Berkowitz: Zorn is partially right. The market forces he cites are at work. However, under a voucher system, private schools would be free to offer better teachers more money than inferior teachers. Better could mean smarter teachers in terms of grades or SAT scores. But, it could also mean teachers who figured out how to compensate for lack of parental involvement, fewer books in the home, more drugs in the home, etc. In the CPS, as in the suburbs and the rest of the country, teachers are paid based on the number of years they have been teaching and the number of years of graduate school attended or kinds of graduate school of education degrees obtained (M.A. or Ph.D). Years of education or Education School degrees obtained may have little to do with who is the best teacher. This general issue is known as merit pay. But, often, “merit pay,” is not merit pay. Arne Duncan introduced a system in which everyone who worked at a school got paid more if the students improved. That obviously was not merit pay. Nevertheless, that “innovation,” of Duncan was one reason given for his elevation to Secretary of Education by President Obama.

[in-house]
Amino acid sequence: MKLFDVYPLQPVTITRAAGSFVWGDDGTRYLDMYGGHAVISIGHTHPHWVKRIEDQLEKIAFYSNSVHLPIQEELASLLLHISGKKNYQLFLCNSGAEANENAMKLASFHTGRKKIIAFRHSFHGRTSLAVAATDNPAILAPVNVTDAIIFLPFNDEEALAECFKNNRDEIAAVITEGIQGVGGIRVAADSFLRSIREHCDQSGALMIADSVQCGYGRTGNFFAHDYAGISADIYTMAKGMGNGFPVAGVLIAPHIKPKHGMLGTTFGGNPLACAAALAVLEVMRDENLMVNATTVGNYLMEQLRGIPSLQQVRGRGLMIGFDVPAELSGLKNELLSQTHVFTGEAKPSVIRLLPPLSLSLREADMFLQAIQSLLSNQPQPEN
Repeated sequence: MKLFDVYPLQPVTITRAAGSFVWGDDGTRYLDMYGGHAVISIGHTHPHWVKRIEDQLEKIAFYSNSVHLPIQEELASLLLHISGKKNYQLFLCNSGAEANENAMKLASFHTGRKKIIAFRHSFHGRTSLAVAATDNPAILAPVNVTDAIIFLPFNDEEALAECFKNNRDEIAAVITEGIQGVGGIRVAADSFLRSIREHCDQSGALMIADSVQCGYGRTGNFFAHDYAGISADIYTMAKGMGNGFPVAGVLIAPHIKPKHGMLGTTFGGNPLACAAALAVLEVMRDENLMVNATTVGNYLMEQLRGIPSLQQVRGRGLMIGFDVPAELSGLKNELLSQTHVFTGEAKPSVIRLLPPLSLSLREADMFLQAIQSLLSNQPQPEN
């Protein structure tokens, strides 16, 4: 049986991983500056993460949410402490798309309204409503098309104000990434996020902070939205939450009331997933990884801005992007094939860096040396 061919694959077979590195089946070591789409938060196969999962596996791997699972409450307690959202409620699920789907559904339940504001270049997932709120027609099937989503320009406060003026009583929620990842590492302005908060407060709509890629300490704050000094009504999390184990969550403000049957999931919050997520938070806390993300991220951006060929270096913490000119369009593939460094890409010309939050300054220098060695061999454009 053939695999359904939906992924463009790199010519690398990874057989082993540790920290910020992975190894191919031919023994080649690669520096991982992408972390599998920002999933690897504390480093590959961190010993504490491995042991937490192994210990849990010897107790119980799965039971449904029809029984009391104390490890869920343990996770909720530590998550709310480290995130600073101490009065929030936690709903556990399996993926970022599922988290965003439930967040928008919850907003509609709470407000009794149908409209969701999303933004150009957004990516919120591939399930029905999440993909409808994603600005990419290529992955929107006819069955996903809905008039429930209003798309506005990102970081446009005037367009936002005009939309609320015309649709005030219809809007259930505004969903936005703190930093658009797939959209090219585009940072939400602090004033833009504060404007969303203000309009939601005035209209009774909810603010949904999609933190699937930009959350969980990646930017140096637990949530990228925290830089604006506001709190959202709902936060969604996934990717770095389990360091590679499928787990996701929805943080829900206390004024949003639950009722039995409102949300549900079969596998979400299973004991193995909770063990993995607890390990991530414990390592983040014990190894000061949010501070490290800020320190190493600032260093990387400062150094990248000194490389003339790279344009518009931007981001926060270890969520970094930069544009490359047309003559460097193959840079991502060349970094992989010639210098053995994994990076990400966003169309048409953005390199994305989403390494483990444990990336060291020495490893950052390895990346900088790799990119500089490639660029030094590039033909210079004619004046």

Meeks: When a child reaches high school at a fifth-grade reading level, society offers no hope, no future and illiteracy as a way of life because we have failed that child for eight years.

Zorn: When a child reaches high school at a fifth-grade reading level, he or she either has learning disabilities (which strike across the socio-economic spectrum and do need to be addressed by specialists) or he or she has not been spending enough time reading for the past eight years. Why is this our failure?